Rabban, David M. 1949-

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RABBAN, David M. 1949-


Born 1949. Education: Wesleyan University, B.A., 1971; Stanford University, J.D., 1974.


Office—School of Law, University of Texas, 727 E. Dean Keeton St., Austin, TX 78705.


Called to the Bar of New York State, 1975, and the District of Columbia, 1980. Murray A. Gordon, P.C., New York, NY, associate, 1974-76, American Association of University Professors, Washington, DC, associate counsel, 1976-80, counsel, 1980-82, general counsel, 1998—; University of Texas, Austin, assistant professor, 1983-86, professor of law, beginning 1986, became Dahr Jamail, Randall Hage Jamail, and Robert Lee Jamail Regents Chair and University Distinguished Teaching Professor. University of Michigan Law School, visiting professor.


Phi Beta Kappa.


Journal of the History of Ideas, Forkosch Prize for best book in intellectual history published in 1997, for Free Speech in Its Forgotten Years; Wesleyan University Service Award, 1988-89; Woodrow Wilson International Center for Scholars, fellow, 1994-95.


Free Speech in Its Forgotten Years, Cambridge University Press (Cambridge, NY), 1997.

Contributor to journals and scholarly periodicals, including the Yale Law Journal, Stanford Law Review, and the University of Chicago Law Review.


Writer, legal historian, and attorney David M. Rabban is an educator at the University of Texas, Austin. He teaches and researches topics such as American legal history, labor law, and the intersection of higher education and the law. A biographer on the University of Texas School of Law Web site noted that Rabban is "best known for his path-breaking work on free speech in American history." This work, Free Speech in Its Forgotten Years, presents Rabban's deeply researched account of the state of free speech in the United States between 1886 and 1919, how concepts of free speech were radically different during those years, and how free speech evolved through legal means, activism, and other methods to more closely resemble the concept as it stands today. Rabban "sets out to correct the received wisdom that in the period between Reconstruction and World War I, 'free speech' was not much of an issue and no relevant litigation of significance took place," according to Edward de Grazia in the Nation. During this time period, speech was not protected as it is today; unpopular opinions and speech were often suppressed and vigorously stifled by draconian and often illegal government methods, and persons and organizations who tried to practice free speech often met with legal repercussions, harsh punishment, imprisonment, deportation, and other sanctions. Resistance to the draft, speaking out on labor issues, decrying injustice—all were sufficient to raise the possibility of government intervention, legal punishment, or even vigilante violence. "Civil liberties and excessive individualism were not top priorities on the Progressive political agenda, as Rabban points out in a brilliant chapter on their social thought," commented William Preston, Jr., in Social Justice. Free Speech in Its Forgotten Years "shows us how vulnerable to violation, how unprotected by law and the courts, were the people's rights of free speech in those years," de Grazia related.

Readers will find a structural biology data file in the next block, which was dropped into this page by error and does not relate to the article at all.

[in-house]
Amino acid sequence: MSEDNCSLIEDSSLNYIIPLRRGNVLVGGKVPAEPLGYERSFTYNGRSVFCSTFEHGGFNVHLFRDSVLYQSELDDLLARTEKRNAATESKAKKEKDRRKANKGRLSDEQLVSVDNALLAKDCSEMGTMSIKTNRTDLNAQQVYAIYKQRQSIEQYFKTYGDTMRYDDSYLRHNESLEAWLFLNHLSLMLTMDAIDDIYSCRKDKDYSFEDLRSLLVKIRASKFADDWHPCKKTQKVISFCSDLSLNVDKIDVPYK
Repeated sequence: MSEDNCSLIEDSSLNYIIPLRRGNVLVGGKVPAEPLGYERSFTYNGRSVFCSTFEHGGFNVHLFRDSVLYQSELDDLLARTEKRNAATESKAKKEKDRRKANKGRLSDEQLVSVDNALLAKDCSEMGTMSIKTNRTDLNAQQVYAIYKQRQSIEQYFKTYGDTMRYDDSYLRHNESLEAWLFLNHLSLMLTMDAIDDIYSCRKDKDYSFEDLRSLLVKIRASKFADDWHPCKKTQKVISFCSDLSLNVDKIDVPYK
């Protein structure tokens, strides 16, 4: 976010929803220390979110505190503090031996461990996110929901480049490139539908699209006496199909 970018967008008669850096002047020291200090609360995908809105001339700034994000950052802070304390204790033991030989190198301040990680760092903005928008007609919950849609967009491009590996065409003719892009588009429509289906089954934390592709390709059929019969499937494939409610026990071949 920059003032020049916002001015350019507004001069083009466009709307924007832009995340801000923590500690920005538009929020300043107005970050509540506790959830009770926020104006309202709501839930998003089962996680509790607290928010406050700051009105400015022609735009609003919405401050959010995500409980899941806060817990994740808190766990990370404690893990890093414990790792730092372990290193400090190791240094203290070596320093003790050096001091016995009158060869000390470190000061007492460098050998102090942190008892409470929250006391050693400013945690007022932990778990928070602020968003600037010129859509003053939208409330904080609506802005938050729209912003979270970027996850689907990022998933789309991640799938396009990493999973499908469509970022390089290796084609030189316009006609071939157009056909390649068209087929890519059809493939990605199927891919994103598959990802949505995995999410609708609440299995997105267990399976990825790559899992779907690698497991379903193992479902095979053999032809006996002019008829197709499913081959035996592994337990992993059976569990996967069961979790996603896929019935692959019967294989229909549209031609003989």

However, Rabban also shows how legal opinion began to change and free speech protection came to be considered essential in the years after World War I. What Rabban has done in Free Speech in Its Forgotten Years "is significant enough," commented Daniel A. Farber in Constitutional Commentary. "In the course of his research, he has unearthed a lost world of legal thought. By bringing the First Amendment's 'forgotten years' back to light, he has done all of us a great service," Farber concluded. "This enlightening work fills a void in First Amendment civil liberties studies," commented Stephen Kent Shaw in Library Journal. Reviewer Clyde Spillenger, writing in Law and Social Inquiry, called Rabban's book "a welcome contribution to a legal-historical literature on civil liberties that is variable in its depth and chronological scope." Preston concluded: "All in all, this is a major contribution based on vast and meticulous research."



Constitutional Commentary, winter, 1998, Daniel A. Farber, review of Free Speech in Its Forgotten Years, p. 571.

Labor History, February, 1999, Mark L. Kleinman, review of Free Speech in Its Forgotten Years, p. 101.

Law and Social Inquiry, winter, 2001, Clyde Spillenger, review of Free Speech in Its Forgotten Years, p. 209.

Library Journal, October 1, 1997, Stephen Kent Shaw, review of Free Speech in Its Forgotten Years, p. 102.

Michigan Law Review, May, 1999, Gregory A. Mark, review of Free Speech in Its Forgotten Years, p. 1673.

Nation, September 7, 1998, Edward de Grazia, review of Free Speech in Its Forgotten Years, p. 35.

Social Justice, summer, 1998, William Preston, Jr., review of Free Speech in Its Forgotten Years, p. 205.

Wilson Quarterly, summer, 1998, Timothy Gleason, review of Free Speech in Its Forgotten Years, p. 106.


University of Texas School of Law Web site,http://www.utexas.edu/law/ (September 29, 2006), biography of David M. Rabban.

Wesleyan University Web site,http://www.wesleyan.edu/ (September 29, 2006), "Wesleyan University Service Award Recipients, 1988-89."*

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